At the Wat Phra Mahathat in Ayutthaya and staring at the Buddha head-in- the-bodhi tree, I wondered how anyone had achieved such a feat. And why?
Mrs Supawadee Maspong hastened to explain. “As the tree grows, it will take the head of the Buddha with it to the heavens.”
I stopped myself from asking her this – Did the tree grow around the head or did someone stick the head into the tree?
Mrs Supawadee was the public prosecutor of Ayutthaya Province and extremely competent. I had met her in Bangkok when looking for a washroom! She had been kind enough to bring me to Ayutthaya. Had it not been for her I would have been well on my way to Kanchanaburi and totally overlooked this gem. But as destined, Ayutthaya happened.
Back to the Buddha: I tried to understand what she meant by her reference to the Buddha. Faith moves mountains, so it is said.
Nearby tourists clucked appreciatively and busied themselves with their camera. That morning, the Buddha head- in –the- bodhi tree must have been the most photographed subject, never mind your faith.
The old city of Ayutthaya was in ruins – and it wouldn’t be far off the mark to say that it was a centre of disaster tourism – what with ruined temples, headless statues seated around an execution area and sacrificial alters which, while being a glimpse of the troubled past, also brought about a strange feeling of loss. But, in reality, Ayutthaya was a faith-centre – else, how could you explain the Pagodas and Chedis from the early 15th century that faced the Burmese invaders and bombs and remained unharmed?
UNESCO World Heritage Site
I marveled at the pillars and headless statues and broken red-brick towers (built distinctly in the Khmer –style) but couldn’t help feeling uneasy at the number of headless statues around. It gave me a turn to see a Buddha in saffron robe sit forlorn on the surviving floor of an ancient temple, especially after the sight of the contemplative Buddha enmeshed in the tree.
Ayutthaya held out on its own, commanding a closer inspection. The destruction however had not stopped the tourist inflow and they continued to come in large numbers eager for a glimpse of a ruined city. It was hard to imagine Ayutthaya (or Siam as it was called) as the former Thai capital, especially after experiencing Bangkok, which, with its skyscrapers and sky-trains represented the correct and modern image of how a capital city of a large country should look like. But I was seeing Ayutthaya in the Present and not in its Past when it held both religious and administrative importance. Back in the 15th century, it was one of the richest cities in the East.
Just being in Ayutthaya was satisfying. I had never intended to visit this place. And without a guide book, I could have easily passed over this ancient city for the more exotic beaches and treks. But I have since learnt that whatever I see (or shown) is a bonus, a reward. There was no denying the fact that Ayutthaya would have remained as the ‘unseen city’ in my travel through Thailand had it not been for my new friend.
We walked around admiring curious artifacts and wood carvings (blushing at the Thai indulgence in art), soaking up the sounds and sights and filling in the gaps in our conversation.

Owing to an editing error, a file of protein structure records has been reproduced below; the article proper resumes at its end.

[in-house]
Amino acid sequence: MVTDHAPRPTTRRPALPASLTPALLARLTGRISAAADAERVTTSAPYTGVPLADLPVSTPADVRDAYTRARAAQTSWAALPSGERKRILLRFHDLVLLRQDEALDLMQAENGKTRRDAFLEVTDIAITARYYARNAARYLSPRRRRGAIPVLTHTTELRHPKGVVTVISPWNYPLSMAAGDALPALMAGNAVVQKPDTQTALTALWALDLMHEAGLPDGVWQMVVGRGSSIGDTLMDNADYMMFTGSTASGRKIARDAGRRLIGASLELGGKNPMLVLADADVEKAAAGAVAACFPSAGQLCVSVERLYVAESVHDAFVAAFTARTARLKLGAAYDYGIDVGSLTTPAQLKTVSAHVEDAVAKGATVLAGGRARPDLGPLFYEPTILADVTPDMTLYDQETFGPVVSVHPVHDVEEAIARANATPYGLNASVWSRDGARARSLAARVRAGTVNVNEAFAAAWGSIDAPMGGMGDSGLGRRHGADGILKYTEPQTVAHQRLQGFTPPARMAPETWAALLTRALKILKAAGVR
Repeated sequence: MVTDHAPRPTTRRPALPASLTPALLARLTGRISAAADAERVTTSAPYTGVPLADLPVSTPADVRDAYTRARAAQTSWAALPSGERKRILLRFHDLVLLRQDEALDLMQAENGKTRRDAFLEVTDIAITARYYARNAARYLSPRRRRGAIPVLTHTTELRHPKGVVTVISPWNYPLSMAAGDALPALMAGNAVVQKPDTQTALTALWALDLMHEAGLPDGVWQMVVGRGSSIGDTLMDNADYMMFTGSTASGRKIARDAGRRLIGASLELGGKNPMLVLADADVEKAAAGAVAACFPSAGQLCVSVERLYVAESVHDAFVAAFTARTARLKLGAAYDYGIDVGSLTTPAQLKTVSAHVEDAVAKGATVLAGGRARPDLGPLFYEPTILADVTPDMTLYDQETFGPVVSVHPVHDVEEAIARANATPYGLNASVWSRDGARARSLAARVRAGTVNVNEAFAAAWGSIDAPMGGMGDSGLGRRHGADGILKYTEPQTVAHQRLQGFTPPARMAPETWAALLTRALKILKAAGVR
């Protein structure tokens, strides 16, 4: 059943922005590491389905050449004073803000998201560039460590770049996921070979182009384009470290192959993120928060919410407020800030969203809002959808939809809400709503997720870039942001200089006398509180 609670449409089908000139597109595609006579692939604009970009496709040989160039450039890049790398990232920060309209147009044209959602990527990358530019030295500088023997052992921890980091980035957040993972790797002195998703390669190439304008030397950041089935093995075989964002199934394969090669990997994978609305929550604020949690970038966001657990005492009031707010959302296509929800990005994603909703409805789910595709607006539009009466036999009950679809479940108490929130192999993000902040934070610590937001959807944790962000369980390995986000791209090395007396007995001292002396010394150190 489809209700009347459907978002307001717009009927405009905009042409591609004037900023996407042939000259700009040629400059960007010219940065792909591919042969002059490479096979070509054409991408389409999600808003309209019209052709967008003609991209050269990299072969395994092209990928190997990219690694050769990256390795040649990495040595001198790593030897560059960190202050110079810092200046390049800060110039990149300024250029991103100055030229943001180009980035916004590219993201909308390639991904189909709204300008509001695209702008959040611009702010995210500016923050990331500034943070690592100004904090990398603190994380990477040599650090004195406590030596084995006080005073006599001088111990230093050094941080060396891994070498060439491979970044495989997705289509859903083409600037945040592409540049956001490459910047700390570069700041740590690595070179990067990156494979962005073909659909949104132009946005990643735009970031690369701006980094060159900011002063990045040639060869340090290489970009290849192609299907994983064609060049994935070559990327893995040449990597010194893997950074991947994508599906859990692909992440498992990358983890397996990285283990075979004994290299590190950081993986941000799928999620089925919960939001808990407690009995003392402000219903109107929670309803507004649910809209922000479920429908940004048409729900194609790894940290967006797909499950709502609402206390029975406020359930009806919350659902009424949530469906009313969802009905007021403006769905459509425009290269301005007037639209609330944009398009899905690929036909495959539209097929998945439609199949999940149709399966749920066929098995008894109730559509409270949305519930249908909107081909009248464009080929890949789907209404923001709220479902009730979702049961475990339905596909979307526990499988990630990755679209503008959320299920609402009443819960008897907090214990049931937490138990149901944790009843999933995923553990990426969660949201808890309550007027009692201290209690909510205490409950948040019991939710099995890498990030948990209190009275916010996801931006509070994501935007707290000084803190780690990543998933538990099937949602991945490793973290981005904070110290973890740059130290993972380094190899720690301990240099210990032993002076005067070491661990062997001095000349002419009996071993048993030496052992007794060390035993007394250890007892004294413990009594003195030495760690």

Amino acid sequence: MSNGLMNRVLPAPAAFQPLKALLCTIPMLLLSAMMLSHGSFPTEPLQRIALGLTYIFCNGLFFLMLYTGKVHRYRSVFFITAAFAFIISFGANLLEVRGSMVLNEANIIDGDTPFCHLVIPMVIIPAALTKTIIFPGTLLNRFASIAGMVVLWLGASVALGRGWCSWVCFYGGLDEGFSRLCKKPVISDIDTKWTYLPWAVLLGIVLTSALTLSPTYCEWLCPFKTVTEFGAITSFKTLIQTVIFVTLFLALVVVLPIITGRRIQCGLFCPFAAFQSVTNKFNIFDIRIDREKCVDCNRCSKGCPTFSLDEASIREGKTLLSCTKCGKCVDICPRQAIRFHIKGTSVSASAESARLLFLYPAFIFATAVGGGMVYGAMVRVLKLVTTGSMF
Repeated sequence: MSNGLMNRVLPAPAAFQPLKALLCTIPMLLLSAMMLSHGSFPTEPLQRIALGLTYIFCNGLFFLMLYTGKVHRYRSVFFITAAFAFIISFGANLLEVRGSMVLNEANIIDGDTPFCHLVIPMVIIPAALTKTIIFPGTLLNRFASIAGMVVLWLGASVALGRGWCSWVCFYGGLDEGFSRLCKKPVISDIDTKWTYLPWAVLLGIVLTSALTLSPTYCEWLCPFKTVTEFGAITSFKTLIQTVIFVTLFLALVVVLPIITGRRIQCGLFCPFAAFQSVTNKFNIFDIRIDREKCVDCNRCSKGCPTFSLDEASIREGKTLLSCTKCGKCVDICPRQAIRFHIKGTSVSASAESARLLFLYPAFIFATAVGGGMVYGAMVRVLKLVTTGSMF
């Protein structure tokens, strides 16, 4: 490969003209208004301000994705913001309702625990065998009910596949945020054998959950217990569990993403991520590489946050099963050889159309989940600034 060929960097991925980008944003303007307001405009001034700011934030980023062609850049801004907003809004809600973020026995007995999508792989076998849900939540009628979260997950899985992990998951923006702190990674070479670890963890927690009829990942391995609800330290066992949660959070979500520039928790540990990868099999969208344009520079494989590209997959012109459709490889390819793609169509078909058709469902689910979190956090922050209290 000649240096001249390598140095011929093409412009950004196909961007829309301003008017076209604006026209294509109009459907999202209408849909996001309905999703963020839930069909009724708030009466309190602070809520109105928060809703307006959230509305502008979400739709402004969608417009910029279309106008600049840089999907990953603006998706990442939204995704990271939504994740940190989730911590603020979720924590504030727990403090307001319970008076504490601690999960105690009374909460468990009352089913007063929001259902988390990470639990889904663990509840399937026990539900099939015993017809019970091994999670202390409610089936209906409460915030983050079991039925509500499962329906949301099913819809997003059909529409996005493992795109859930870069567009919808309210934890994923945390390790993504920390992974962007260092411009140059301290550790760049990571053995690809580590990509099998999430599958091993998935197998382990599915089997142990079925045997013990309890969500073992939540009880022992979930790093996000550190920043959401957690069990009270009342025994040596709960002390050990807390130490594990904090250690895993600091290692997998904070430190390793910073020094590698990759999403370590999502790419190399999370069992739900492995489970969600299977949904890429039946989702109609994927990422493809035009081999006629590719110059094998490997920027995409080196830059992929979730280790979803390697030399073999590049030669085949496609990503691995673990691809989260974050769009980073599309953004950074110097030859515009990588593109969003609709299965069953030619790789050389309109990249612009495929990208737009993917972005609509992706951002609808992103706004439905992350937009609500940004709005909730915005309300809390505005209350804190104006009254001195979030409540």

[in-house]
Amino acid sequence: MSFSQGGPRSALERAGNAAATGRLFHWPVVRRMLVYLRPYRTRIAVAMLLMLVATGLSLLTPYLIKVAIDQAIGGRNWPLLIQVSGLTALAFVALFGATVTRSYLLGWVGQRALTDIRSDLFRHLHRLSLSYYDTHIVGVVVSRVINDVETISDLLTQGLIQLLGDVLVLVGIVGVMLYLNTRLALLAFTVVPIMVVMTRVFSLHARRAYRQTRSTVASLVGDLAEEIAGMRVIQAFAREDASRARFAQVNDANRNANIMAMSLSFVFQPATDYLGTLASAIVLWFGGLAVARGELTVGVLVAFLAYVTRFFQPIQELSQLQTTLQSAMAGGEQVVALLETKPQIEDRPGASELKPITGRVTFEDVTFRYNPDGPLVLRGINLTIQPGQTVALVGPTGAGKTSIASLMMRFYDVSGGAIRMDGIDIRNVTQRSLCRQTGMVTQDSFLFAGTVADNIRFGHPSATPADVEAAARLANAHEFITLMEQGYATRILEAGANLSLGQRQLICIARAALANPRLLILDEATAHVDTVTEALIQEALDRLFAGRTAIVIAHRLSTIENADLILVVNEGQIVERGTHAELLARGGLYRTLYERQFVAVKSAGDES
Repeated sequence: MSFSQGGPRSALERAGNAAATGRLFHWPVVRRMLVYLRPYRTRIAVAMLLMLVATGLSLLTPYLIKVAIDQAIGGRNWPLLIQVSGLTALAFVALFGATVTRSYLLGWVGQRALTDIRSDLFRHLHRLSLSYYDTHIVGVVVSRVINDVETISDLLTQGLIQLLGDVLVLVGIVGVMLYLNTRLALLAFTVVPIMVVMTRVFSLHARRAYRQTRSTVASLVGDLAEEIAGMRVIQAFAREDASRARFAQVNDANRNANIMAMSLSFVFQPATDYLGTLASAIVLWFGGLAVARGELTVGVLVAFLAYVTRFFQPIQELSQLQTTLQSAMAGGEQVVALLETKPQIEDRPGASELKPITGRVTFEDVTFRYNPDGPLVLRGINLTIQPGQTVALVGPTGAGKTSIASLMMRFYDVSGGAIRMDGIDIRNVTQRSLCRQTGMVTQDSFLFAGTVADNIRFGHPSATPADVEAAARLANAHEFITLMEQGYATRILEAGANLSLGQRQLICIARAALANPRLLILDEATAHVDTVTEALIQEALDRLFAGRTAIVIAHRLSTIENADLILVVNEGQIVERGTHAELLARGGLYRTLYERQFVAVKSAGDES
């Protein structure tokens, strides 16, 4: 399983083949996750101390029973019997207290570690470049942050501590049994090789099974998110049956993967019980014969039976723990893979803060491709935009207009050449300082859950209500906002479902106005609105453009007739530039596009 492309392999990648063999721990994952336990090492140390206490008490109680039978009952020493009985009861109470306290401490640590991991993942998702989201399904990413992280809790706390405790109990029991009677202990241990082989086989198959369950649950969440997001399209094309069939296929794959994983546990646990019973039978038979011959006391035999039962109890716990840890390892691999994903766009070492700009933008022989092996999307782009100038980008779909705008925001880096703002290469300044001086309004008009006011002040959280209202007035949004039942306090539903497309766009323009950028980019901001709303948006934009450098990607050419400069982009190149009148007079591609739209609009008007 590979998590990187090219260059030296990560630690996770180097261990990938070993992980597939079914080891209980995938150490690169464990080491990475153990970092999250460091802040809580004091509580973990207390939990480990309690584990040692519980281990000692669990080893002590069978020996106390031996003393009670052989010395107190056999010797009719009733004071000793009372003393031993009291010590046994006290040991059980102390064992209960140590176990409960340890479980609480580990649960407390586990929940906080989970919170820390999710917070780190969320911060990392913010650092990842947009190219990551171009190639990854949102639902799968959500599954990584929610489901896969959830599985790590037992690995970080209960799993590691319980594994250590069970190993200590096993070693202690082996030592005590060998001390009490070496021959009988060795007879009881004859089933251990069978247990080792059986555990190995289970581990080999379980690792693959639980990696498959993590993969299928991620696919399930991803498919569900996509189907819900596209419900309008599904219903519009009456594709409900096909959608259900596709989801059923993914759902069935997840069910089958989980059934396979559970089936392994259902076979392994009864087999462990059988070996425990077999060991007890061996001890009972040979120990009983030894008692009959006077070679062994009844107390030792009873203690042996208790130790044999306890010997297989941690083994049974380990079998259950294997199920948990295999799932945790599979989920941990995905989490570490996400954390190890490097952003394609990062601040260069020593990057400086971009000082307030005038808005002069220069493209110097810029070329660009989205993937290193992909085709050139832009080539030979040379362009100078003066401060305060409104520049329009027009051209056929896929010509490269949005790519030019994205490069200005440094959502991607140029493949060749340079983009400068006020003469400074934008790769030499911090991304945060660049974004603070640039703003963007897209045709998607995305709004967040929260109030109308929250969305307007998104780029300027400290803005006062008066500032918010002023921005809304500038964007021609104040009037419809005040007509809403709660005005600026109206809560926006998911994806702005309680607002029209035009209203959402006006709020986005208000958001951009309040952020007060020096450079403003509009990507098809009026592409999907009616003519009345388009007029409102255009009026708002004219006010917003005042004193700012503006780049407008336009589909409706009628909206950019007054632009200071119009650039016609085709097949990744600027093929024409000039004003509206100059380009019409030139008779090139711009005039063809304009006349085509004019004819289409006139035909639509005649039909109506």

What not to miss
Temples and Statues: Ayutthaya is a place to visit if you are keen on visiting temples or wats. Especially well known and magnificient are the statue of Sleeping Buddha and The Buddha-head-in-the-Bodhi- tree
Ride an elephant: Elephants are fairly common here, probably comes from the jungles further north. Elephant rides are a great favourite among tourists especially from the European countries, but for someone such as I coming from the Southern part of India bordering the Bandipur National Forest, elephants are but a common sight. Actually when I saw people jump in glee to ride the beast, I felt that way too…however it did not stop me from riding one in Kanchanaburi two days later…but I will get to that.
WHAT TO BUY
If you are looking to buy grocery or everyday items and are confused with the language, head to the nearest 7/11 store. It is reasonably priced, stocks up on everything from fresh coffee to fruits and sausages and is open all day.
Souvenirs in this part of Thailand are a bit adult, to say the least. The Thai people consider it artistic. So, if you slightly bold with your choice, then you can find some finely crafted pieces to buy…like the huge black penis and vagina shaped saucers, but otherwise you can find some decent stuff (The Buddha, of course) to take home to your folks!
How to get there (from Bangkok)
Scenic and most pleasant way to reach Ayutthaya. Trains leave Hualamphong Station. Time 2-2.5 hours. Second class seats (A/C) cost THB 245 baht and 3-class is just THB 20. No reservations so no guarantee of seats.
Buses operate every 20 minutes from Bangkok’s Northern Bus Terminal (Moh Chit) directly to Ayutthaya. First class air-con buses charge THB 50. The trip takes nearly two hours depending on traffic.
You could take a minivan from Victory Monument. Travel time is 1 hour and costs THB 100. Minivans depart every 20 minutes or so.